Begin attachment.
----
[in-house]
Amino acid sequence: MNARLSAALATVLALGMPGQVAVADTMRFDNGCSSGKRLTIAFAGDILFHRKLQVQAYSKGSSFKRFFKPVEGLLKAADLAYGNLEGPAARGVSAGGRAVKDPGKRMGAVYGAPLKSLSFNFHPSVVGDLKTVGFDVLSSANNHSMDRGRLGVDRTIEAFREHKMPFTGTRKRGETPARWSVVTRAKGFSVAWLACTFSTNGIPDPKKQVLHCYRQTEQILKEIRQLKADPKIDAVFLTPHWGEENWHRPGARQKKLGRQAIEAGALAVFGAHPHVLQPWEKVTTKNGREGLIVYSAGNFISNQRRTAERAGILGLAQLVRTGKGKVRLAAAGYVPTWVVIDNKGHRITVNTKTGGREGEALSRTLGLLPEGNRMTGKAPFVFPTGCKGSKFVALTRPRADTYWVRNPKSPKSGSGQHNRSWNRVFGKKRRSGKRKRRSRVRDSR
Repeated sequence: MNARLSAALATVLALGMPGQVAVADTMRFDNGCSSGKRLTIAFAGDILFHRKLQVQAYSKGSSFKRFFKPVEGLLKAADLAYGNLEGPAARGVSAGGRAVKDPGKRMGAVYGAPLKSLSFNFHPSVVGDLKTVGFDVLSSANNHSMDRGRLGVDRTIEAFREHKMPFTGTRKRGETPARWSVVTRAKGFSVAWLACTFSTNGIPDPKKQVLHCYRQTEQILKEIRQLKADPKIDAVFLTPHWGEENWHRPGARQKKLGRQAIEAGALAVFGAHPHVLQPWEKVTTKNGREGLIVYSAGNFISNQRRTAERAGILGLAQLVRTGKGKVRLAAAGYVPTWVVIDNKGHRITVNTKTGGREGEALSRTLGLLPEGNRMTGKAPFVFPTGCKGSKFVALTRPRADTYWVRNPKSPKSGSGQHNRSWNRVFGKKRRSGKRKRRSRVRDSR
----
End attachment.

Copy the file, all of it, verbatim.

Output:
[in-house]
Amino acid sequence: MNARLSAALATVLALGMPGQVAVADTMRFDNGCSSGKRLTIAFAGDILFHRKLQVQAYSKGSSFKRFFKPVEGLLKAADLAYGNLEGPAARGVSAGGRAVKDPGKRMGAVYGAPLKSLSFNFHPSVVGDLKTVGFDVLSSANNHSMDRGRLGVDRTIEAFREHKMPFTGTRKRGETPARWSVVTRAKGFSVAWLACTFSTNGIPDPKKQVLHCYRQTEQILKEIRQLKADPKIDAVFLTPHWGEENWHRPGARQKKLGRQAIEAGALAVFGAHPHVLQPWEKVTTKNGREGLIVYSAGNFISNQRRTAERAGILGLAQLVRTGKGKVRLAAAGYVPTWVVIDNKGHRITVNTKTGGREGEALSRTLGLLPEGNRMTGKAPFVFPTGCKGSKFVALTRPRADTYWVRNPKSPKSGSGQHNRSWNRVFGKKRRSGKRKRRSRVRDSR
Repeated sequence: MNARLSAALATVLALGMPGQVAVADTMRFDNGCSSGKRLTIAFAGDILFHRKLQVQAYSKGSSFKRFFKPVEGLLKAADLAYGNLEGPAARGVSAGGRAVKDPGKRMGAVYGAPLKSLSFNFHPSVVGDLKTVGFDVLSSANNHSMDRGRLGVDRTIEAFREHKMPFTGTRKRGETPARWSVVTRAKGFSVAWLACTFSTNGIPDPKKQVLHCYRQTEQILKEIRQLKADPKIDAVFLTPHWGEENWHRPGARQKKLGRQAIEAGALAVFGAHPHVLQPWEKVTTKNGREGLIVYSAGNFISNQRRTAERAGILGLAQLVRTGKGKVRLAAAGYVPTWVVIDNKGHRITVNTKTGGREGEALSRTLGLLPEGNRMTGKAPFVFPTGCKGSKFVALTRPRADTYWVRNPKSPKSGSGQHNRSWNRVFGKKRRSGKRKRRSRVRDSR